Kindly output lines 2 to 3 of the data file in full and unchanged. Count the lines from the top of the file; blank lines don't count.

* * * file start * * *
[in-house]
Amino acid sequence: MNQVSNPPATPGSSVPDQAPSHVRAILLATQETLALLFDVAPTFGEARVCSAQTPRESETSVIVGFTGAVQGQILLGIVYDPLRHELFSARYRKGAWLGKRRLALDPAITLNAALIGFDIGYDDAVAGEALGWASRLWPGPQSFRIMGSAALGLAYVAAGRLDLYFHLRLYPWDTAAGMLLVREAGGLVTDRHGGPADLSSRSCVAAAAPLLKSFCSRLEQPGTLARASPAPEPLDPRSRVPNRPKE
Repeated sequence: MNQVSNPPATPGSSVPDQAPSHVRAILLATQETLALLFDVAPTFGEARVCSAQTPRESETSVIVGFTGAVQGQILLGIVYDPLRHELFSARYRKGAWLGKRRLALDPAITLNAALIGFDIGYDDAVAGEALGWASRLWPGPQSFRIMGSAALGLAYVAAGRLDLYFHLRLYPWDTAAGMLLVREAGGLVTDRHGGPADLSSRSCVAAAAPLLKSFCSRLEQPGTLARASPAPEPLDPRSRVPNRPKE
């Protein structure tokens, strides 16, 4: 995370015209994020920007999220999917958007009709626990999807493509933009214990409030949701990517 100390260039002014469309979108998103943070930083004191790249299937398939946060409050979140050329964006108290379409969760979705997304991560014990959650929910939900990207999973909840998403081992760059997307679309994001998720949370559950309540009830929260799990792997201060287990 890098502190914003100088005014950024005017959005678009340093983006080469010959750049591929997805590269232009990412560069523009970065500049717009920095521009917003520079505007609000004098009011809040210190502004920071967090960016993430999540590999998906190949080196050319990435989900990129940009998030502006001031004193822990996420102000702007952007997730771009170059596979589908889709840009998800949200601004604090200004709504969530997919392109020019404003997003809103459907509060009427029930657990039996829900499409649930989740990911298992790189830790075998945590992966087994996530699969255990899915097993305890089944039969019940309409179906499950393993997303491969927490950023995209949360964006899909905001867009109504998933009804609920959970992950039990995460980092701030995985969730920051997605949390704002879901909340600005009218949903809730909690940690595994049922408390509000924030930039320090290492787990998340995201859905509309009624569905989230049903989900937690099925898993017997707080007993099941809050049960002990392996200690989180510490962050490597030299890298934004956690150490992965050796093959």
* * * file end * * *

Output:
Amino acid sequence: MNQVSNPPATPGSSVPDQAPSHVRAILLATQETLALLFDVAPTFGEARVCSAQTPRESETSVIVGFTGAVQGQILLGIVYDPLRHELFSARYRKGAWLGKRRLALDPAITLNAALIGFDIGYDDAVAGEALGWASRLWPGPQSFRIMGSAALGLAYVAAGRLDLYFHLRLYPWDTAAGMLLVREAGGLVTDRHGGPADLSSRSCVAAAAPLLKSFCSRLEQPGTLARASPAPEPLDPRSRVPNRPKE
Repeated sequence: MNQVSNPPATPGSSVPDQAPSHVRAILLATQETLALLFDVAPTFGEARVCSAQTPRESETSVIVGFTGAVQGQILLGIVYDPLRHELFSARYRKGAWLGKRRLALDPAITLNAALIGFDIGYDDAVAGEALGWASRLWPGPQSFRIMGSAALGLAYVAAGRLDLYFHLRLYPWDTAAGMLLVREAGGLVTDRHGGPADLSSRSCVAAAAPLLKSFCSRLEQPGTLARASPAPEPLDPRSRVPNRPKE